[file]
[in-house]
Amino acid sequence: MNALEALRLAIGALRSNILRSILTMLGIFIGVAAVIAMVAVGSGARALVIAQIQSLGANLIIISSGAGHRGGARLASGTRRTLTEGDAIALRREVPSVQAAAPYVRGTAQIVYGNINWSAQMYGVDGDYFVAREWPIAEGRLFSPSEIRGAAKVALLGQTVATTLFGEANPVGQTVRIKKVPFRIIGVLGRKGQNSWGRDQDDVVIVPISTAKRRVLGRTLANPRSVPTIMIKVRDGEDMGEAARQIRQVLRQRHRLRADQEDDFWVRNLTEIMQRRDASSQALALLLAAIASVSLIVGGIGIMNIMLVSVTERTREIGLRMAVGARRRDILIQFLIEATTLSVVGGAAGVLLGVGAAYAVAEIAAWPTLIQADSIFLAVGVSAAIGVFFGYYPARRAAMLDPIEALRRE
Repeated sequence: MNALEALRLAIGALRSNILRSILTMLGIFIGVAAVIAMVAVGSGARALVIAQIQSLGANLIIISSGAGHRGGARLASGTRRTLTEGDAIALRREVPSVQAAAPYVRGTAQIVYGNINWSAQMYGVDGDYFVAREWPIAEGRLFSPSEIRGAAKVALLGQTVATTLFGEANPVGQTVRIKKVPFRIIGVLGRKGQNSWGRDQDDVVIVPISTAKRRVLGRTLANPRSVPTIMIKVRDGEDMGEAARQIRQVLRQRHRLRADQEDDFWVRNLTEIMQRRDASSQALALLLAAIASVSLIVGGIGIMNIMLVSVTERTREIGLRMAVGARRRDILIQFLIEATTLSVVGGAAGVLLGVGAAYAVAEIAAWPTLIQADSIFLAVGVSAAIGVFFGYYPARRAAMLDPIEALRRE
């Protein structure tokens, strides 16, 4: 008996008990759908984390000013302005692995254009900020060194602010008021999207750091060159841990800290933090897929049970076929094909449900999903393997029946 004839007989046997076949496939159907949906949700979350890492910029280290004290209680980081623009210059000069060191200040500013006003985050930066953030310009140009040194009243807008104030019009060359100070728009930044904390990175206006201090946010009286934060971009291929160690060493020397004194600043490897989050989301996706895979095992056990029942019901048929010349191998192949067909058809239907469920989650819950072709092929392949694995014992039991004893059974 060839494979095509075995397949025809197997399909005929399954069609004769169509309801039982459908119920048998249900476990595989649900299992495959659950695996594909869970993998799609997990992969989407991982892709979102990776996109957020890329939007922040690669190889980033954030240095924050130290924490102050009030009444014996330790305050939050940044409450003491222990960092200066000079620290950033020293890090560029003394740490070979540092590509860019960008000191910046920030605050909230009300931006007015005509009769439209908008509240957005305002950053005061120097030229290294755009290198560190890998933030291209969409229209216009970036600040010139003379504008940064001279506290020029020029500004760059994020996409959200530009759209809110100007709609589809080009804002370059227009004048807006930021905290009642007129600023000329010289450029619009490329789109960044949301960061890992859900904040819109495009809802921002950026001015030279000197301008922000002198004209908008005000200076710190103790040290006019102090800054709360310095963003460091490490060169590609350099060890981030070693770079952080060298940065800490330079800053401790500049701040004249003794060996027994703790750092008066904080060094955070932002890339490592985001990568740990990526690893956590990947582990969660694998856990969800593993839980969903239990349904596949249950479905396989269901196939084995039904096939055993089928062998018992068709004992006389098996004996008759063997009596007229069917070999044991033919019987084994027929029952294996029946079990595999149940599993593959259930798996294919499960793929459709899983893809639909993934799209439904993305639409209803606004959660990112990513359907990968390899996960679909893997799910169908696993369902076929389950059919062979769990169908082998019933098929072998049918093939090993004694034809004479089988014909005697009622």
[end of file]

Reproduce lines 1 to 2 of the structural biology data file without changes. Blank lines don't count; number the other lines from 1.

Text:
[in-house]
Amino acid sequence: MNALEALRLAIGALRSNILRSILTMLGIFIGVAAVIAMVAVGSGARALVIAQIQSLGANLIIISSGAGHRGGARLASGTRRTLTEGDAIALRREVPSVQAAAPYVRGTAQIVYGNINWSAQMYGVDGDYFVAREWPIAEGRLFSPSEIRGAAKVALLGQTVATTLFGEANPVGQTVRIKKVPFRIIGVLGRKGQNSWGRDQDDVVIVPISTAKRRVLGRTLANPRSVPTIMIKVRDGEDMGEAARQIRQVLRQRHRLRADQEDDFWVRNLTEIMQRRDASSQALALLLAAIASVSLIVGGIGIMNIMLVSVTERTREIGLRMAVGARRRDILIQFLIEATTLSVVGGAAGVLLGVGAAYAVAEIAAWPTLIQADSIFLAVGVSAAIGVFFGYYPARRAAMLDPIEALRRE